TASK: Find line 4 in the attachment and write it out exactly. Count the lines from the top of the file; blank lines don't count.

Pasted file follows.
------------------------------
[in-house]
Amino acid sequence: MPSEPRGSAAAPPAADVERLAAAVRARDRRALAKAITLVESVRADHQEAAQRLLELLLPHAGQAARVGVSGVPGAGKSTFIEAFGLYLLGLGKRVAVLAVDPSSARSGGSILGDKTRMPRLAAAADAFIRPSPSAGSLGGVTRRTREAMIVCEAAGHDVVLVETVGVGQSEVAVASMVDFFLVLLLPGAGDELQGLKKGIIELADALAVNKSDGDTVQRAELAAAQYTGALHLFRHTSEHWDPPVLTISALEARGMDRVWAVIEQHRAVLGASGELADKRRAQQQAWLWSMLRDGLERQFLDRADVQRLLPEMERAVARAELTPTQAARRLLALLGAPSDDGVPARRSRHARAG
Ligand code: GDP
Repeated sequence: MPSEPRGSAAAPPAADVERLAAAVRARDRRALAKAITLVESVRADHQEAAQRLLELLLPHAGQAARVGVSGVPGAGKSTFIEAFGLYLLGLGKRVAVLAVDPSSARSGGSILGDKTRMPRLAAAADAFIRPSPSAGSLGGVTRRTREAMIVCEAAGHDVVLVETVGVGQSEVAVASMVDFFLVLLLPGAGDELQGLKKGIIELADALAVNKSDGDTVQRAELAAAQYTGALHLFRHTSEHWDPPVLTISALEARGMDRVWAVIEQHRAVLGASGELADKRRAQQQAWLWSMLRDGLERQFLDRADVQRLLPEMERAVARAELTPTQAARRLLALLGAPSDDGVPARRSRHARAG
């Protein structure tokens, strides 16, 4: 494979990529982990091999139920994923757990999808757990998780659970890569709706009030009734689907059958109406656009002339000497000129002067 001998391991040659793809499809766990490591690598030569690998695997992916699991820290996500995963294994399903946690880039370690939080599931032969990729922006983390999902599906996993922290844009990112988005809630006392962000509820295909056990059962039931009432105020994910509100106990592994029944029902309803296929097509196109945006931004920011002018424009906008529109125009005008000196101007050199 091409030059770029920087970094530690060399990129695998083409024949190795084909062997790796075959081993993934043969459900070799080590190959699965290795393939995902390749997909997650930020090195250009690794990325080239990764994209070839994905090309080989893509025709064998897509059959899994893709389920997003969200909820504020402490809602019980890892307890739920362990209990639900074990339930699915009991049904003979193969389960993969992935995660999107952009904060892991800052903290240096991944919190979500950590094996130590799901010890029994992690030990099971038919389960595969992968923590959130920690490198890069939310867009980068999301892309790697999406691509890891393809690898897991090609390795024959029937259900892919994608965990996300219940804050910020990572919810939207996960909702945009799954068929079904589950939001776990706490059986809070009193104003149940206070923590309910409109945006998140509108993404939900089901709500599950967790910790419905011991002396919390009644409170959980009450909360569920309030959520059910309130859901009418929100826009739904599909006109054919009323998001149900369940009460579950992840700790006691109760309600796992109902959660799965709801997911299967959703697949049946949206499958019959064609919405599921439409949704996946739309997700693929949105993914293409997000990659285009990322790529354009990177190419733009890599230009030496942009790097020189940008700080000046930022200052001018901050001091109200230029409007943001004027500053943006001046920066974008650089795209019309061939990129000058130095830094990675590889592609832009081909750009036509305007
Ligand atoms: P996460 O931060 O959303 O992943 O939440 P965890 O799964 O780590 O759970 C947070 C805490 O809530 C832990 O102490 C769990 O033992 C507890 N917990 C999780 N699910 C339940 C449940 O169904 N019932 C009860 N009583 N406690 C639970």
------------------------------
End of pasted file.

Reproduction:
Repeated sequence: MPSEPRGSAAAPPAADVERLAAAVRARDRRALAKAITLVESVRADHQEAAQRLLELLLPHAGQAARVGVSGVPGAGKSTFIEAFGLYLLGLGKRVAVLAVDPSSARSGGSILGDKTRMPRLAAAADAFIRPSPSAGSLGGVTRRTREAMIVCEAAGHDVVLVETVGVGQSEVAVASMVDFFLVLLLPGAGDELQGLKKGIIELADALAVNKSDGDTVQRAELAAAQYTGALHLFRHTSEHWDPPVLTISALEARGMDRVWAVIEQHRAVLGASGELADKRRAQQQAWLWSMLRDGLERQFLDRADVQRLLPEMERAVARAELTPTQAARRLLALLGAPSDDGVPARRSRHARAG